The doctor will see you now

With 5G, telemedicine should get the boost it needs—plus a little something extra—to make better healthcare more accessible.

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Almost every adult has gone through the inconvenient and time-consuming process of visiting a healthcare provider, which often requires taking time off from work or pulling the kids out of schools, then driving to the appointment, sitting in the waiting room—and the examination room—before finally seeing the doctor.

That could soon change dramatically with telemedicine.

This remote care model isn’t necessarily new, but Americans have been hesitant to embrace it. And it’s understandable; change doesn’t happen in an instant, especially when it comes to decades-old routines to which we’ve grown accustomed—even those we may not particularly enjoy.

Viewing healthcare from a COVID perspective

Nearly all of our activities and schedules have been altered in some way by COVID-19, and healthcare is no exception. Consider the fact that before 2020 only 10% of consumers used telehealth services. That’s according to research from JD Power, who likened telemedicine’s early adoption to mobile banking, which also started at a slow pace. With the onset of the pandemic, however, telehealth seemed to explode almost overnight, thanks in large part to temporary changes in U.S. government regulations such as provider licensure requirements, HIPAA regulations and Medicare payments that pre-COVID-19 presented barriers for many.

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Telemedicine goes viral, and could get a boost from 5G

Improved generations of connectivity have been remarkable facilitators of telemedicine, but 5G may give it the biggest boost yet. In May, the City of San Diego's Mayor Kevin L. Faulconer was joined by Rady Children’s Hospital to announce the expansion of its 5G wireless network. The hospital has seen a marked increase in remote visits since the pandemic began, increasing from 20 to 4,000 per week, making the 5G deployment timely. San Diego is one of many cities that have been working with Verizon to deploy 5G capabilities.

At the same time, a wide range of organizations—from hospitals to universities—are utilizing Verizon’s BlueJeans platform over existing 4G networks. A high-quality video conferencing tool, it is HIPAA compliant, enabling researchers, clinicians and hospital staff to remotely provide medical advice and treatment to patients, and so much more.

The University of Louisville School of Medicine, one of the oldest medical schools in North America, is using the platform to not only increase the reach of remote consultations but also live-stream surgical procedures directly from the operating room to its medical students, who are learning virtually at home during this time.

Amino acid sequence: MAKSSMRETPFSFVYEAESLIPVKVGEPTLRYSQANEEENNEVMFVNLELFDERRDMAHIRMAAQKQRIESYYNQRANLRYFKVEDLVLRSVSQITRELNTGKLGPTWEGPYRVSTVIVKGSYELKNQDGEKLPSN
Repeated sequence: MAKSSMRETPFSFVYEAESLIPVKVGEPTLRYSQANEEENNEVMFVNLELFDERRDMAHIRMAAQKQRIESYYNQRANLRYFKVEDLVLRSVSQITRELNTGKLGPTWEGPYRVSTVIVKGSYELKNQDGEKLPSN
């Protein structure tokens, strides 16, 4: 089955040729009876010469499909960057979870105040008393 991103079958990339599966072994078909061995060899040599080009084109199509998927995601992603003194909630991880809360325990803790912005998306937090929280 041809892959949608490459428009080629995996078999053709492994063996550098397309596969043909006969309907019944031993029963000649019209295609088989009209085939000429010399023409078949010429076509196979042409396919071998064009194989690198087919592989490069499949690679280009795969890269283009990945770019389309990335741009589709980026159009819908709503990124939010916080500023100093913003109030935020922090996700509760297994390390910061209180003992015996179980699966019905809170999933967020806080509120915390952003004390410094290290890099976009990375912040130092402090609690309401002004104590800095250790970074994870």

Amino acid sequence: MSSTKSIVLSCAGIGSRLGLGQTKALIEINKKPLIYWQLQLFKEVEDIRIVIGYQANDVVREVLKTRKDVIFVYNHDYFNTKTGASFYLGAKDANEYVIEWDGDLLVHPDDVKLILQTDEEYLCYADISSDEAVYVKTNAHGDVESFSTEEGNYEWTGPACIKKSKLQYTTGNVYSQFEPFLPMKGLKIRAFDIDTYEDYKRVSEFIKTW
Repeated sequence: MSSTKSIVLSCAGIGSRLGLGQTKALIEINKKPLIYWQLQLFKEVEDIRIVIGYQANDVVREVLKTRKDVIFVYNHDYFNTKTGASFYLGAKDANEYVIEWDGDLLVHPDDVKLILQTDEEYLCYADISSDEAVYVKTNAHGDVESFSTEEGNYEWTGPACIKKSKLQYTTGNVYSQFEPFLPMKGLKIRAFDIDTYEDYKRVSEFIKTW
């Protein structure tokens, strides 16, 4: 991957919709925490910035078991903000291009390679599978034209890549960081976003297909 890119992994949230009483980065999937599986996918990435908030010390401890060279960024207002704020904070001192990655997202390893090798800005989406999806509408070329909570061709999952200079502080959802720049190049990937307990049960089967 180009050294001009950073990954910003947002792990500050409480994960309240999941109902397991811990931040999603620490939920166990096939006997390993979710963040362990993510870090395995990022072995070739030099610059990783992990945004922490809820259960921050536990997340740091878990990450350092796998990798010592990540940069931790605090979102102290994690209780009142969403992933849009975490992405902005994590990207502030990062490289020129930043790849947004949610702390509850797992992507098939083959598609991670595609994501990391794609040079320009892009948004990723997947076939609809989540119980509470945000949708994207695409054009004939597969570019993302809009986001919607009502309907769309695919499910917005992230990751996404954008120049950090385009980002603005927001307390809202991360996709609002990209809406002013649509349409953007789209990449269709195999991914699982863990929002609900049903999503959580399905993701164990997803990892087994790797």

The future of healthcare may be closer than we think

It may not be long before an entirely new healthcare model takes root, one that is highly flexible, accessible, personalized and patient centered, with doctors not only making virtual house calls but also performing life-saving surgeries—remotely.

In order for such complex procedures to truly take hold, however, networks must improve to provide secure connections while reducing latency, or lag time. With billions of wireless devices, streaming media and apps now competing for bandwidth and speed, it’s no easy task. That’s why innovative enterprises have been working with network operators on potentially game-changing technologies using 5G.

Strong connections build more resilient communities

Health and the economy are inseparable. When one thrives, so does the other. Countries with poor healthcare face more challenges in economic growth and stability, but all it takes is a 10% improvement in life expectancy at birth to increase economic growth by 0.3-0.4 percentage points a year, according to the World Health Organization.

Think on this: Many of us enjoy ready access to internet connectivity. It’s likely that few of us, however, have used it for monitoring our health or for connecting to our care providers. If and when we do, however, our lives could change in ways we have not yet imagined. Someday, the clothes and accessories we wear may be able to monitor every critical function of our bodies and send real-time alerts to healthcare providers before we know there may be something wrong. Those kinds of intuitive capabilities are being researched and developed right now at world-class institutions such as Mayo Clinic. With the bandwidth of a high-speed, low-latency 5G network, telemedicine may not only get the boost it needs to bring better care to people everywhere, but also serve as a foundation for giving patients more peace of mind and health systems the flexibility they need to take care of them round the clock. 

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